Unless we forgot how to make Saturn 5 rockets, we already know how to get to the moon and it shouldn't take 20 years to do it.
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Old December 29 2013, 08:20 PM   #94
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Re: US retreat leaves China leading way in race to return to Moon

Looks like we aren't doing as poorly as I had thought


http://www.nasa.gov/content/work-on-.../#.UsHHCPRDuio

Orion is actually coming along. It's a shame that the news doesn't pick up on this stuff.
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Old December 29 2013, 09:37 PM   #95
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Re: US retreat leaves China leading way in race to return to Moon

Oh, that's pretty poorly. Bush announced the intention of building the Multipurpose Crew Vehicle a month into 2004, and said it should be done by 2008 and flying crews by 2014, which would've been 10 years to put a capsule into operation. As an aside, 10 years is also the length of time from the announcement of the Mercury program to watching a man walk on the moon. But we didn't stick with that plan.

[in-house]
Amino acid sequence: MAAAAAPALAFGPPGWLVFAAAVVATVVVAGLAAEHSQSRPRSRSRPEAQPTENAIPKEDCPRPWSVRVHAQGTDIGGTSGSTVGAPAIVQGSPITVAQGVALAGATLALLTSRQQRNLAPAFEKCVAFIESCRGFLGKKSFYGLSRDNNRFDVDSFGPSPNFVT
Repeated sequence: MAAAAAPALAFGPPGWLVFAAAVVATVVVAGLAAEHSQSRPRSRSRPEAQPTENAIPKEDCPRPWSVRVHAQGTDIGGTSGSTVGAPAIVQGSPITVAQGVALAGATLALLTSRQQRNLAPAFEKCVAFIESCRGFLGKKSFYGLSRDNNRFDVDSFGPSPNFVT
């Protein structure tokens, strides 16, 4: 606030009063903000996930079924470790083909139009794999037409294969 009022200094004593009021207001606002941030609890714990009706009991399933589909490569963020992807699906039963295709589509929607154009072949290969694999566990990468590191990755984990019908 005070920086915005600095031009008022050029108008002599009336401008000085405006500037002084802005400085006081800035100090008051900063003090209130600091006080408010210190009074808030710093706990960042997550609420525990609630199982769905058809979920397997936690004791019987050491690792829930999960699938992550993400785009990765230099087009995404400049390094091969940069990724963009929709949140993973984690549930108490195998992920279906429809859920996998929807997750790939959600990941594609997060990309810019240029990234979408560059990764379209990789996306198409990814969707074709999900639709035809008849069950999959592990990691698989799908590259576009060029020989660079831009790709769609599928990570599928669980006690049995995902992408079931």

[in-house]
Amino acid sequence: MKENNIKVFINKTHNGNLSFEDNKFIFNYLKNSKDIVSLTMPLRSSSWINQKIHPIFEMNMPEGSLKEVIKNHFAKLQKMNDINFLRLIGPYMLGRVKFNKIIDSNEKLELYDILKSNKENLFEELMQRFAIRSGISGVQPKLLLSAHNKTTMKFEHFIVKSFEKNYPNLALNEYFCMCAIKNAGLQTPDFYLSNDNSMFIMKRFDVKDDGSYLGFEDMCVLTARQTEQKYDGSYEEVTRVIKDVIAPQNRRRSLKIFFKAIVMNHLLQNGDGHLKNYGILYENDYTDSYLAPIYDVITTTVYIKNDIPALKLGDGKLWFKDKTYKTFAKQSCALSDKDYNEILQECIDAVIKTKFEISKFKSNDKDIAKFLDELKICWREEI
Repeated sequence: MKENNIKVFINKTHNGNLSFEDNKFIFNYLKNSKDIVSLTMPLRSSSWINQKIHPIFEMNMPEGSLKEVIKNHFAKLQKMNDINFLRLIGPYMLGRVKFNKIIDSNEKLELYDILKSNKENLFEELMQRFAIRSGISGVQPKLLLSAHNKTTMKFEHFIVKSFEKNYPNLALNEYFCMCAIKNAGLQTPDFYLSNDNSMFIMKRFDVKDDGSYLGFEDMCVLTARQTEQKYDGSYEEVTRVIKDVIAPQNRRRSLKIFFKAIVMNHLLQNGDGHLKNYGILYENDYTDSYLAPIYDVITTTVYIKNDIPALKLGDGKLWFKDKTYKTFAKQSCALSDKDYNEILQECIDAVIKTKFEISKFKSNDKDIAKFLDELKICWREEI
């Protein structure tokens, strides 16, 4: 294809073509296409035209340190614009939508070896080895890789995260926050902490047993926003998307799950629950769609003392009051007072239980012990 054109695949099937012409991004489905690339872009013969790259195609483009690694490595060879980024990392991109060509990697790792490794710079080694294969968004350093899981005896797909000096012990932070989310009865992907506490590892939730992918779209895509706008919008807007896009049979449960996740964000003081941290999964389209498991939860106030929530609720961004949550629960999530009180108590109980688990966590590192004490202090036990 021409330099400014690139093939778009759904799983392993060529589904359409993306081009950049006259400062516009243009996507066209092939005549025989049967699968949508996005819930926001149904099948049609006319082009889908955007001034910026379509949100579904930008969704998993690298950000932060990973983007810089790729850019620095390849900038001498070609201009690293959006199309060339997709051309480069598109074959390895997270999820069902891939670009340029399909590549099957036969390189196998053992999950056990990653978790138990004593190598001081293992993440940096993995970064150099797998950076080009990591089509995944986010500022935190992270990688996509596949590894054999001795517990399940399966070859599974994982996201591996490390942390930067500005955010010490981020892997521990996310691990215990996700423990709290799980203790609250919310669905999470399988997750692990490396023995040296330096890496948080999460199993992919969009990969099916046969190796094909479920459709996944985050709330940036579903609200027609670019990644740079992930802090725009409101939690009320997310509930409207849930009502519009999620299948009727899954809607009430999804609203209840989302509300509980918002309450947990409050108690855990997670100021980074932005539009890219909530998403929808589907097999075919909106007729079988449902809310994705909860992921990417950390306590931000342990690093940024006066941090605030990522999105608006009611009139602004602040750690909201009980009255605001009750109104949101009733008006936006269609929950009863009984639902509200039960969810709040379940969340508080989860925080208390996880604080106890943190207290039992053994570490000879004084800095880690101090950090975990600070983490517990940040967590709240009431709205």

Instead, in 2014 we're going to launch the Orion, unmanned, have it orbit the Earth twice and then re-enter, where it will be retrieved by an Amphibious Assault ship, which is almost 700 feet long and carries a crew of about four hundred. (SpaceX retrieves their Dragon with a 100 foot cargo ship and a 16 man crew.)

Then, in 2018, we're going to launch an unmanned Orion again, and three years after than we'll actually try to launch one with a crew aboard. So it will have taken NASA 17 or 18 years to design, build, and launch a manned space capsule that could've ridden up in the Space Shuttle's cargo bay, including its fully-fueled service module, except that it's a foot too wide to have fit. Then they plan to keep launching crewed missions every other year, or perhaps every four years. Mercury, Gemini, and Apollo averaged about 2.5 flights per year, even considering the gaps in between programs. With the Shuttle we were averaging four or five manned missions a year.
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Old December 29 2013, 10:02 PM   #96
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Re: US retreat leaves China leading way in race to return to Moon

gturner wrote: View Post
Oh, that's pretty poorly. Bush announced the intention of building the Multipurpose Crew Vehicle a month into 2004, and said it should be done by 2008 and flying crews by 2014, which would've been 10 years to put a capsule into operation. As an aside, 10 years is also the length of time from the announcement of the Mercury program to watching a man walk on the moon. But we didn't stick with that plan.

Instead, in 2014 we're going to launch the Orion, unmanned, have it orbit the Earth twice and then re-enter, where it will be retrieved by an Amphibious Assault ship, which is almost 700 feet long and carries a crew of about four hundred. (SpaceX retrieves their Dragon with a 100 foot cargo ship and a 16 man crew.)